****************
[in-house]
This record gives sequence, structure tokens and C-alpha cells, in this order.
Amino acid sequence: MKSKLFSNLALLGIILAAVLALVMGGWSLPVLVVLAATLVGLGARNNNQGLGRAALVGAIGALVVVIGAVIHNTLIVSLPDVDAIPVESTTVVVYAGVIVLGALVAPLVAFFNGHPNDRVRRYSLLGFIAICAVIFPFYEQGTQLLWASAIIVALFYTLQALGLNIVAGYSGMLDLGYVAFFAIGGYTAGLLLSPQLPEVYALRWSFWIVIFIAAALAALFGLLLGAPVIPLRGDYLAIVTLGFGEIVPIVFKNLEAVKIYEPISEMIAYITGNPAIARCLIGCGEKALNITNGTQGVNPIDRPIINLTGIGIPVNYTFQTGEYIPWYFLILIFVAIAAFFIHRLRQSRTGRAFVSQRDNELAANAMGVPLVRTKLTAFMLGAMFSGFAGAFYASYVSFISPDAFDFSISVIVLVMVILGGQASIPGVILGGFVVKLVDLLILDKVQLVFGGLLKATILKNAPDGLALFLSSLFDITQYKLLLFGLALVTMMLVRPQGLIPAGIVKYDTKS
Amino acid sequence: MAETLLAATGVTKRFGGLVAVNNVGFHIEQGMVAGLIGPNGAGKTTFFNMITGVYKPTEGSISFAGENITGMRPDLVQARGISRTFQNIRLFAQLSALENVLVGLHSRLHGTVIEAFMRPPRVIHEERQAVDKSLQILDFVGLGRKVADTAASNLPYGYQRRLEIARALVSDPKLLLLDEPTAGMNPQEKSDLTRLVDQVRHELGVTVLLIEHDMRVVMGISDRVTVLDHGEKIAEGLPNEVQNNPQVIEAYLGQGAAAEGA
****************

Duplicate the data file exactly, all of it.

[in-house]
This record gives sequence, structure tokens and C-alpha cells, in this order.
Amino acid sequence: MKSKLFSNLALLGIILAAVLALVMGGWSLPVLVVLAATLVGLGARNNNQGLGRAALVGAIGALVVVIGAVIHNTLIVSLPDVDAIPVESTTVVVYAGVIVLGALVAPLVAFFNGHPNDRVRRYSLLGFIAICAVIFPFYEQGTQLLWASAIIVALFYTLQALGLNIVAGYSGMLDLGYVAFFAIGGYTAGLLLSPQLPEVYALRWSFWIVIFIAAALAALFGLLLGAPVIPLRGDYLAIVTLGFGEIVPIVFKNLEAVKIYEPISEMIAYITGNPAIARCLIGCGEKALNITNGTQGVNPIDRPIINLTGIGIPVNYTFQTGEYIPWYFLILIFVAIAAFFIHRLRQSRTGRAFVSQRDNELAANAMGVPLVRTKLTAFMLGAMFSGFAGAFYASYVSFISPDAFDFSISVIVLVMVILGGQASIPGVILGGFVVKLVDLLILDKVQLVFGGLLKATILKNAPDGLALFLSSLFDITQYKLLLFGLALVTMMLVRPQGLIPAGIVKYDTKS
Amino acid sequence: MAETLLAATGVTKRFGGLVAVNNVGFHIEQGMVAGLIGPNGAGKTTFFNMITGVYKPTEGSISFAGENITGMRPDLVQARGISRTFQNIRLFAQLSALENVLVGLHSRLHGTVIEAFMRPPRVIHEERQAVDKSLQILDFVGLGRKVADTAASNLPYGYQRRLEIARALVSDPKLLLLDEPTAGMNPQEKSDLTRLVDQVRHELGVTVLLIEHDMRVVMGISDRVTVLDHGEKIAEGLPNEVQNNPQVIEAYLGQGAAAEGA